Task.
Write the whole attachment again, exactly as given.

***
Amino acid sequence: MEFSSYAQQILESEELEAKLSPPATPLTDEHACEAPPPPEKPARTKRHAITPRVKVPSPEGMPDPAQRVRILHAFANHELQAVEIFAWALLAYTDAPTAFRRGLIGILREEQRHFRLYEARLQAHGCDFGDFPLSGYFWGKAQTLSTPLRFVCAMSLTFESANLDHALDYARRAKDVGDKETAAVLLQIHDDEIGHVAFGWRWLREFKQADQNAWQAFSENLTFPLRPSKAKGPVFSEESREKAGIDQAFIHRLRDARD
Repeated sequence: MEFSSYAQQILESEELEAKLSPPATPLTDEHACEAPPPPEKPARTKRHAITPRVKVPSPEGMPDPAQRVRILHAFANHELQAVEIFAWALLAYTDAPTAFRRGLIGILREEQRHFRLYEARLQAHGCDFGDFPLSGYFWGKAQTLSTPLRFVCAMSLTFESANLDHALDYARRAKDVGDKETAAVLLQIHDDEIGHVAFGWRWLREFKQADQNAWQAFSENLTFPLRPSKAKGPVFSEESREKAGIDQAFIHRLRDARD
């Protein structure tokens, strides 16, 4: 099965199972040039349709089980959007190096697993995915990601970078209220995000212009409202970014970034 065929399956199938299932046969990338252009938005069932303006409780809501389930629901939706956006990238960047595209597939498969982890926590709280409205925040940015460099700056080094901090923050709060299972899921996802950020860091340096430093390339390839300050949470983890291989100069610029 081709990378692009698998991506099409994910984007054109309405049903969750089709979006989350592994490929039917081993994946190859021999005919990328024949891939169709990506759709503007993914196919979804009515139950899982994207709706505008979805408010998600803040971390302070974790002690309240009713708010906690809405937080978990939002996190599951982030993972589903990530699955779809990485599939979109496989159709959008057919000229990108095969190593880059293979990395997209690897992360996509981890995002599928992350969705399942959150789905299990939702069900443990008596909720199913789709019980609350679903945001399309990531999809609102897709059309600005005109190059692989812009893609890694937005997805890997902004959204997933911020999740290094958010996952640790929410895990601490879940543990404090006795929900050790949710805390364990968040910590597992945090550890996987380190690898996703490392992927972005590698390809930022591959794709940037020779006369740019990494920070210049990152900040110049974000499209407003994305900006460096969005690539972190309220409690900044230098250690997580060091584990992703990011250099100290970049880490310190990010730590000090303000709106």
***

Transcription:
Amino acid sequence: MEFSSYAQQILESEELEAKLSPPATPLTDEHACEAPPPPEKPARTKRHAITPRVKVPSPEGMPDPAQRVRILHAFANHELQAVEIFAWALLAYTDAPTAFRRGLIGILREEQRHFRLYEARLQAHGCDFGDFPLSGYFWGKAQTLSTPLRFVCAMSLTFESANLDHALDYARRAKDVGDKETAAVLLQIHDDEIGHVAFGWRWLREFKQADQNAWQAFSENLTFPLRPSKAKGPVFSEESREKAGIDQAFIHRLRDARD
Repeated sequence: MEFSSYAQQILESEELEAKLSPPATPLTDEHACEAPPPPEKPARTKRHAITPRVKVPSPEGMPDPAQRVRILHAFANHELQAVEIFAWALLAYTDAPTAFRRGLIGILREEQRHFRLYEARLQAHGCDFGDFPLSGYFWGKAQTLSTPLRFVCAMSLTFESANLDHALDYARRAKDVGDKETAAVLLQIHDDEIGHVAFGWRWLREFKQADQNAWQAFSENLTFPLRPSKAKGPVFSEESREKAGIDQAFIHRLRDARD
């Protein structure tokens, strides 16, 4: 099965199972040039349709089980959007190096697993995915990601970078209220995000212009409202970014970034 065929399956199938299932046969990338252009938005069932303006409780809501389930629901939706956006990238960047595209597939498969982890926590709280409205925040940015460099700056080094901090923050709060299972899921996802950020860091340096430093390339390839300050949470983890291989100069610029 081709990378692009698998991506099409994910984007054109309405049903969750089709979006989350592994490929039917081993994946190859021999005919990328024949891939169709990506759709503007993914196919979804009515139950899982994207709706505008979805408010998600803040971390302070974790002690309240009713708010906690809405937080978990939002996190599951982030993972589903990530699955779809990485599939979109496989159709959008057919000229990108095969190593880059293979990395997209690897992360996509981890995002599928992350969705399942959150789905299990939702069900443990008596909720199913789709019980609350679903945001399309990531999809609102897709059309600005005109190059692989812009893609890694937005997805890997902004959204997933911020999740290094958010996952640790929410895990601490879940543990404090006795929900050790949710805390364990968040910590597992945090550890996987380190690898996703490392992927972005590698390809930022591959794709940037020779006369740019990494920070210049990152900040110049974000499209407003994305900006460096969005690539972190309220409690900044230098250690997580060091584990992703990011250099100290970049880490310190990010730590000090303000709106």